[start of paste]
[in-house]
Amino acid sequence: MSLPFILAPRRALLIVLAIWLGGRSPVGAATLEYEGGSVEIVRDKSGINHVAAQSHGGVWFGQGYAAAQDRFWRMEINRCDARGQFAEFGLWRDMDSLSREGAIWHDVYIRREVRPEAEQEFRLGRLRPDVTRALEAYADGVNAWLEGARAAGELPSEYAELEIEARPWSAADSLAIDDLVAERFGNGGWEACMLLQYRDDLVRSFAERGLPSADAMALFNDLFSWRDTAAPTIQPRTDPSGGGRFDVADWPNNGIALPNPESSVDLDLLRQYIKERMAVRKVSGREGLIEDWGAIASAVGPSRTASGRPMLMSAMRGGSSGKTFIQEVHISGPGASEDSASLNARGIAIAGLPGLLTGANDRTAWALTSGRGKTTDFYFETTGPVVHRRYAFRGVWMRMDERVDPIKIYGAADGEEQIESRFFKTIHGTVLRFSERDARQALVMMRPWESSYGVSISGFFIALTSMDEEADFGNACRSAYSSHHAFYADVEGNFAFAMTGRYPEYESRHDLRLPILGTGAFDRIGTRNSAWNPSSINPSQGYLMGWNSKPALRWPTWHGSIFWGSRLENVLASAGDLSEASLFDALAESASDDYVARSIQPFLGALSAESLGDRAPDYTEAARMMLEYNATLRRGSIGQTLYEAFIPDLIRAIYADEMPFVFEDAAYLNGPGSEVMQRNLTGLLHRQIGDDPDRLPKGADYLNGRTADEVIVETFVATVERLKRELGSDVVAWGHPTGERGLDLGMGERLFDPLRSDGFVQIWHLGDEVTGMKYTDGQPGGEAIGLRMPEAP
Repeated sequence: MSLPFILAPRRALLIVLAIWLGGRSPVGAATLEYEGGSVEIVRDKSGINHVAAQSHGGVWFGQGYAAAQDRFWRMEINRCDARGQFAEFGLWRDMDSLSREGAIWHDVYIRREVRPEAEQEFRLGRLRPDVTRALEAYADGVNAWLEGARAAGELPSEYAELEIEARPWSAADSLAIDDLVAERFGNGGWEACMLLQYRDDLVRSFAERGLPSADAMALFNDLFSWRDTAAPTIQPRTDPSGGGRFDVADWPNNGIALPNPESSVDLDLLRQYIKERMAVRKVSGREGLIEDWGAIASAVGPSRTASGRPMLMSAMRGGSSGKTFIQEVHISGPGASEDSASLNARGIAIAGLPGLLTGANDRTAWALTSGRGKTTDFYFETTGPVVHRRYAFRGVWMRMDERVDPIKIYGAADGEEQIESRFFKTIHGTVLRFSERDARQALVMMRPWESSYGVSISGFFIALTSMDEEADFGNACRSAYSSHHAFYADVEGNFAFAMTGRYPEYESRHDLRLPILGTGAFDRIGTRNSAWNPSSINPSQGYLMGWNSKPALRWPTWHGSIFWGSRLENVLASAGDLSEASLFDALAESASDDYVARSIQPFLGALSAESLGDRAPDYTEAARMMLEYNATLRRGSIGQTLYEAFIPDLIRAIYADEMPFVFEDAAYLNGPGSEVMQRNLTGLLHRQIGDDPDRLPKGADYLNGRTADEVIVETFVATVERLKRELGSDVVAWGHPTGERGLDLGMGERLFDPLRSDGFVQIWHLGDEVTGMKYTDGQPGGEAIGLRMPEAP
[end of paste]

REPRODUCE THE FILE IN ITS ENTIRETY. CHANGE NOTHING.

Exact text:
[in-house]
Amino acid sequence: MSLPFILAPRRALLIVLAIWLGGRSPVGAATLEYEGGSVEIVRDKSGINHVAAQSHGGVWFGQGYAAAQDRFWRMEINRCDARGQFAEFGLWRDMDSLSREGAIWHDVYIRREVRPEAEQEFRLGRLRPDVTRALEAYADGVNAWLEGARAAGELPSEYAELEIEARPWSAADSLAIDDLVAERFGNGGWEACMLLQYRDDLVRSFAERGLPSADAMALFNDLFSWRDTAAPTIQPRTDPSGGGRFDVADWPNNGIALPNPESSVDLDLLRQYIKERMAVRKVSGREGLIEDWGAIASAVGPSRTASGRPMLMSAMRGGSSGKTFIQEVHISGPGASEDSASLNARGIAIAGLPGLLTGANDRTAWALTSGRGKTTDFYFETTGPVVHRRYAFRGVWMRMDERVDPIKIYGAADGEEQIESRFFKTIHGTVLRFSERDARQALVMMRPWESSYGVSISGFFIALTSMDEEADFGNACRSAYSSHHAFYADVEGNFAFAMTGRYPEYESRHDLRLPILGTGAFDRIGTRNSAWNPSSINPSQGYLMGWNSKPALRWPTWHGSIFWGSRLENVLASAGDLSEASLFDALAESASDDYVARSIQPFLGALSAESLGDRAPDYTEAARMMLEYNATLRRGSIGQTLYEAFIPDLIRAIYADEMPFVFEDAAYLNGPGSEVMQRNLTGLLHRQIGDDPDRLPKGADYLNGRTADEVIVETFVATVERLKRELGSDVVAWGHPTGERGLDLGMGERLFDPLRSDGFVQIWHLGDEVTGMKYTDGQPGGEAIGLRMPEAP
Repeated sequence: MSLPFILAPRRALLIVLAIWLGGRSPVGAATLEYEGGSVEIVRDKSGINHVAAQSHGGVWFGQGYAAAQDRFWRMEINRCDARGQFAEFGLWRDMDSLSREGAIWHDVYIRREVRPEAEQEFRLGRLRPDVTRALEAYADGVNAWLEGARAAGELPSEYAELEIEARPWSAADSLAIDDLVAERFGNGGWEACMLLQYRDDLVRSFAERGLPSADAMALFNDLFSWRDTAAPTIQPRTDPSGGGRFDVADWPNNGIALPNPESSVDLDLLRQYIKERMAVRKVSGREGLIEDWGAIASAVGPSRTASGRPMLMSAMRGGSSGKTFIQEVHISGPGASEDSASLNARGIAIAGLPGLLTGANDRTAWALTSGRGKTTDFYFETTGPVVHRRYAFRGVWMRMDERVDPIKIYGAADGEEQIESRFFKTIHGTVLRFSERDARQALVMMRPWESSYGVSISGFFIALTSMDEEADFGNACRSAYSSHHAFYADVEGNFAFAMTGRYPEYESRHDLRLPILGTGAFDRIGTRNSAWNPSSINPSQGYLMGWNSKPALRWPTWHGSIFWGSRLENVLASAGDLSEASLFDALAESASDDYVARSIQPFLGALSAESLGDRAPDYTEAARMMLEYNATLRRGSIGQTLYEAFIPDLIRAIYADEMPFVFEDAAYLNGPGSEVMQRNLTGLLHRQIGDDPDRLPKGADYLNGRTADEVIVETFVATVERLKRELGSDVVAWGHPTGERGLDLGMGERLFDPLRSDGFVQIWHLGDEVTGMKYTDGQPGGEAIGLRMPEAP